DuoLingo, an Amazing App for Teachers


Welcome to this week’s blog post. This week, we will talk about the DuoLingo app.

This app was the 2013 iPhone app of the year. I personally discovered that app for my own language learning. I had just got back from a Spanish immersion in Spain and I wanted to keep practicing what I had learned. I still use the app and I really enjoy it.

For those of you who have never heard of DuoLingo, it is language-learning service. For example, if you speak English, you can learn Spanish, French, German, Italian, Portuguese, Dutch, Irish, Danish, Swedish, Turkish, Hungarian, Esperanto, Ukrainian, Russian, Romanian and finally, Polish (that is a lot of languages to learn!!!). However, for a French speaker there is not as much choice: English, Spanish and Italian. According to The Independent, a British newspaper, each day 100,000 new users start using DuoLingo.


To start using the app, you can create a free account. You can also sign in via Facebook or Twitter. Once you are in, you can choose which language you want to learn. You can also choose to do a placement test that allows you to skip the first beginner levels. The app is really easy to use, colourful and fun. Each level has a topic (food, animal, present, pronouns, etc.) and has more or less 3 lessons. With this app, you can improve your reading, writing, listening and speaking skills. The level of difficulty increases gradually after each exercise. It starts with basic knowledge, different vocabulary topics and goes on into verb tenses and harder concepts. The exercises consist of multiple-choice questions, listen-and-write exercises, translation exercises and spoken exercises. One important thing in learning a new language is repetition, and on DuoLingo, you can go back and do old exercises as many times as you wish. The app does not really explain grammar, it will focus more on associating a picture with a new word to help you remember it. One of the creator of DuoLingo, Luis von Ahn, mentioned to The Independent that at the end of the learning process, learners are a B2 level, which correspond to an upper intermediate level. On your DuoLingo account, you have access to the list of vocabulary that you have learned. Throughout the game, you also collect lingos, which you can use to buy different power-ups, outfits for the little owl and bonus skills. Also, the PC Magazine emphasizes a lot the DuoLingo app intelligent crowd-sourcing. Users of the app can translate texts as practice for them. You can translate directly from a language to another or do proofreading of other users’ work. Some translations are actually published on the Internet. I think that this is real knowledge sharing on the Internet, even though DuoLingo is making a lot of money out of it. However, this is probably why the app is still free.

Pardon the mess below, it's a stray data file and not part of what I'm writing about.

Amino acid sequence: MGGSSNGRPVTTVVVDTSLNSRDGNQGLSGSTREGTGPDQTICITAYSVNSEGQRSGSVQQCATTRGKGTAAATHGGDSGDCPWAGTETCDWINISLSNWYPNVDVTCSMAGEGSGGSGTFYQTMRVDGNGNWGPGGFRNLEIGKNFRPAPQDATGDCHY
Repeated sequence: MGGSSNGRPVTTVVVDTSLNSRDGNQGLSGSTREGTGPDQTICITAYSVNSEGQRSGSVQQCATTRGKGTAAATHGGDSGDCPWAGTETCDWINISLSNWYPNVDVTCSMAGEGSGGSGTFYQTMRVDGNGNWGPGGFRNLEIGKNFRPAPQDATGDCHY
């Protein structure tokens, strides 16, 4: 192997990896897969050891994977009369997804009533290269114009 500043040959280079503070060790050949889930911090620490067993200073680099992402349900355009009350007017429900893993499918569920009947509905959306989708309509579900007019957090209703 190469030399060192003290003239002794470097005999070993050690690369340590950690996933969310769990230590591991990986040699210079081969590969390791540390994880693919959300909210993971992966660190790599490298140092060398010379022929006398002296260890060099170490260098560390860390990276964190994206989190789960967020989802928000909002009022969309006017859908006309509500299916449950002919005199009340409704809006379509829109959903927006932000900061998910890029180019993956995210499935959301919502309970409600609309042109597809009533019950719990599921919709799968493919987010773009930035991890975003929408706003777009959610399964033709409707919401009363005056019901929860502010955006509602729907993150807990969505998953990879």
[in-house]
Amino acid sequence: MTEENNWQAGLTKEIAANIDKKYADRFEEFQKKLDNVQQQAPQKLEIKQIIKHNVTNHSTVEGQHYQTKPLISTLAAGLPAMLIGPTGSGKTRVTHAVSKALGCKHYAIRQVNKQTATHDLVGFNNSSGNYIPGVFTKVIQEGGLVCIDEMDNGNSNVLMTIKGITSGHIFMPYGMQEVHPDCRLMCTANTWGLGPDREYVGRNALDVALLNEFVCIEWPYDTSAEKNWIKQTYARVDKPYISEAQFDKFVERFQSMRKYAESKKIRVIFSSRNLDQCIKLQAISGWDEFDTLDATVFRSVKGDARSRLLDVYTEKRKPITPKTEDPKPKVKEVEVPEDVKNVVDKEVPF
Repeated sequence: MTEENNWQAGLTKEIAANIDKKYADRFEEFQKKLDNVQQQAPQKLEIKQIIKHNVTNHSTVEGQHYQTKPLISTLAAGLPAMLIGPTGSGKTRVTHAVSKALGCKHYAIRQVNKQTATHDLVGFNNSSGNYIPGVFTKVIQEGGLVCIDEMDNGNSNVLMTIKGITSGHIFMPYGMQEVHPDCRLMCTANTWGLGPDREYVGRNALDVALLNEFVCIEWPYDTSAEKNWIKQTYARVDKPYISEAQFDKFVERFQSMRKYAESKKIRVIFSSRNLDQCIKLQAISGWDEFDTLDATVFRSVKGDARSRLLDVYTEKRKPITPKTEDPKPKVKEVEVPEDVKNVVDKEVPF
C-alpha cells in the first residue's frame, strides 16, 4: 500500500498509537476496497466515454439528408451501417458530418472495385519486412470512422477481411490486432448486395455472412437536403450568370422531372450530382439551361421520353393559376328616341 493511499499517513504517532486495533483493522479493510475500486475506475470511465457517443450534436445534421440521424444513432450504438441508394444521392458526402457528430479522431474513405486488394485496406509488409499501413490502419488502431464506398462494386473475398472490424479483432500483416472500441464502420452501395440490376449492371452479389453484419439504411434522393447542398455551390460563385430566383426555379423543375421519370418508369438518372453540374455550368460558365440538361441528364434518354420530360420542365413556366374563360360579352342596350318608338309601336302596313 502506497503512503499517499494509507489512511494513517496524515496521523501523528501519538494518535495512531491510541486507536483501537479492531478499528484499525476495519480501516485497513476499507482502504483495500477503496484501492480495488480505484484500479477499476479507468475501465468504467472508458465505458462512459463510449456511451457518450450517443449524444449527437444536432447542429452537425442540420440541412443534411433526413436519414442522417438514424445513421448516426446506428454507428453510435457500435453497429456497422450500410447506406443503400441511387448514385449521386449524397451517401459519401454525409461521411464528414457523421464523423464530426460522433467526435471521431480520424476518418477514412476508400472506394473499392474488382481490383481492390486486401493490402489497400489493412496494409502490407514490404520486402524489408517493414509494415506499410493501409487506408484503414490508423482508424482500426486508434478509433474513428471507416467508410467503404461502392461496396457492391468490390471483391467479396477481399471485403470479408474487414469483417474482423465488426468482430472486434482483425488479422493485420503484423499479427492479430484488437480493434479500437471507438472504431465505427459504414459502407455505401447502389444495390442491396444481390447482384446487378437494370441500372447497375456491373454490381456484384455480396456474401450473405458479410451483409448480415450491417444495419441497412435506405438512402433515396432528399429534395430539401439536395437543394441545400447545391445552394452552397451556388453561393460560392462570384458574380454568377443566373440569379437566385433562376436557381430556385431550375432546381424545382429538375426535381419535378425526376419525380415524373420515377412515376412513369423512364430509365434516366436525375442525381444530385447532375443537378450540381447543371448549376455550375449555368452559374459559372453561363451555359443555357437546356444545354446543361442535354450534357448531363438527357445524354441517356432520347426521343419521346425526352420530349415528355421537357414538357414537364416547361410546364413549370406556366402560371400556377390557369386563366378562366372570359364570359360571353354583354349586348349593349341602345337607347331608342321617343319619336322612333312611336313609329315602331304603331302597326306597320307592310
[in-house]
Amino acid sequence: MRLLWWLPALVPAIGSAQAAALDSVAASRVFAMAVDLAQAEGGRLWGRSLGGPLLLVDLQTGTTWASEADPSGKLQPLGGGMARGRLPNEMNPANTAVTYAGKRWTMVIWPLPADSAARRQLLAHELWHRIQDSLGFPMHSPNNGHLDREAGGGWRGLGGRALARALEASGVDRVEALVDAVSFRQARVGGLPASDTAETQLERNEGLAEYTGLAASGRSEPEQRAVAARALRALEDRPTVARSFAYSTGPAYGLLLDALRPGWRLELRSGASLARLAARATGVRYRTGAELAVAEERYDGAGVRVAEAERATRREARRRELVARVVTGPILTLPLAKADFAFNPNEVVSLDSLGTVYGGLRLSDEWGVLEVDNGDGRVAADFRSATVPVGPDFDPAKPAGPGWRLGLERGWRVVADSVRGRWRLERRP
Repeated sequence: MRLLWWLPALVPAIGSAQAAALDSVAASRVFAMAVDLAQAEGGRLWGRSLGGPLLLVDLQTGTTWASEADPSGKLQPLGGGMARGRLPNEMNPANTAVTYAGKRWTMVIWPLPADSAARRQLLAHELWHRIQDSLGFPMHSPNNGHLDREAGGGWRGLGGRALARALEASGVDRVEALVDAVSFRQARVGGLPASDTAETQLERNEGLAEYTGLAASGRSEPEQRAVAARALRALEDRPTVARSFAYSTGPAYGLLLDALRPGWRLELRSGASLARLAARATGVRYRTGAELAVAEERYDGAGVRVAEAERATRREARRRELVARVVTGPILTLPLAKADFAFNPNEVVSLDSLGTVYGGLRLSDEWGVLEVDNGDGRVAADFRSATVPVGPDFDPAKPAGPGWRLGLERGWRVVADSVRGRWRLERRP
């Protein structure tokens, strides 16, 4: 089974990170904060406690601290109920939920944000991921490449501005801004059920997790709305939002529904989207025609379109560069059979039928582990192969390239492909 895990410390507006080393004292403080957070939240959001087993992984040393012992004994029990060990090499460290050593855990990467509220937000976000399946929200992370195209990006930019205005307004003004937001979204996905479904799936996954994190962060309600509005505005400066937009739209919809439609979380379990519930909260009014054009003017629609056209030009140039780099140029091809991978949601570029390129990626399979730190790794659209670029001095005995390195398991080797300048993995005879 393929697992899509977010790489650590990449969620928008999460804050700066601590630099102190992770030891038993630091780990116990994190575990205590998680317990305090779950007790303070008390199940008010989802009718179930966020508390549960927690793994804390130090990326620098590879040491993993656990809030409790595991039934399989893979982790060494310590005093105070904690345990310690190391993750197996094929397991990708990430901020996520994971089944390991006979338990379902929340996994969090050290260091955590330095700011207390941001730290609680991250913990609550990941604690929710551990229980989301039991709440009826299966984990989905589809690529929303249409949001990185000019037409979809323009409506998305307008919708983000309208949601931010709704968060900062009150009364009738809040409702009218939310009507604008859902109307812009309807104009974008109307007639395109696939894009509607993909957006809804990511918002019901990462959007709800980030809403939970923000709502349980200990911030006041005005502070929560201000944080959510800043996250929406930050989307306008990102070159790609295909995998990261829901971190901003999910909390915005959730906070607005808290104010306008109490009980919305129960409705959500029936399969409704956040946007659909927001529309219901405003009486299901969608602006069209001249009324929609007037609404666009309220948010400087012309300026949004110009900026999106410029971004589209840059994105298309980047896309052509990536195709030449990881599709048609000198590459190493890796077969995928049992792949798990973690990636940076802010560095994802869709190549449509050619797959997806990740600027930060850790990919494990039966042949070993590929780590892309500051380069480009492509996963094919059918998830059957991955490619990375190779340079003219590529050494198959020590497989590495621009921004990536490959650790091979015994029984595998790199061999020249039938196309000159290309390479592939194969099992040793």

The Fluent in three months blog has done a review of DuoLingo and has summarized it this way:


This app is not only interesting for the general public who wants to learn another language for traveling or working purposes, but also for teachers and their students. The DuoLingo app has made it easier for teachers to follow their students’ progress. Students with mobile devices can download the app and the others can go directly on the website. Everyone has access to it. DuoLingo is a great app for teachers. It it a really good interactive tool that allows students to practice and learn new vocabulary. It might motivate some curious students to start learning another language and hard worker students might want to push their learning further than what is asked by the teacher. It can help teachers keep tract of the students’ difficulties and work. Parents can also look at their child’s progress. Finally, it is free. For schools with a tight budget, it is a good tool. Students can set themselves daily goals and compete with their friends. They can invite them through Facebook or email.

DuoLingo has also another project: DuoLingo Test Center. They created an English proficiency test. The Tech Crunch website explains it more in detail. The DuoLingo team wants to compete with other well known tests, such as the TOEFL. Their test can be done at home, which makes you save a lot of money. You do not have to drive many hours to get somewhere where they administer the test, you can actually do it at home. The camera and microphone of your computer or iPhone record everything you do. A DuoLingo proctor then watches the video to make sure that the person did not cheat.

You can learn more about DuoLingo in this TED Talk:

Thank you for reading this post.

I will see you next week with another one.


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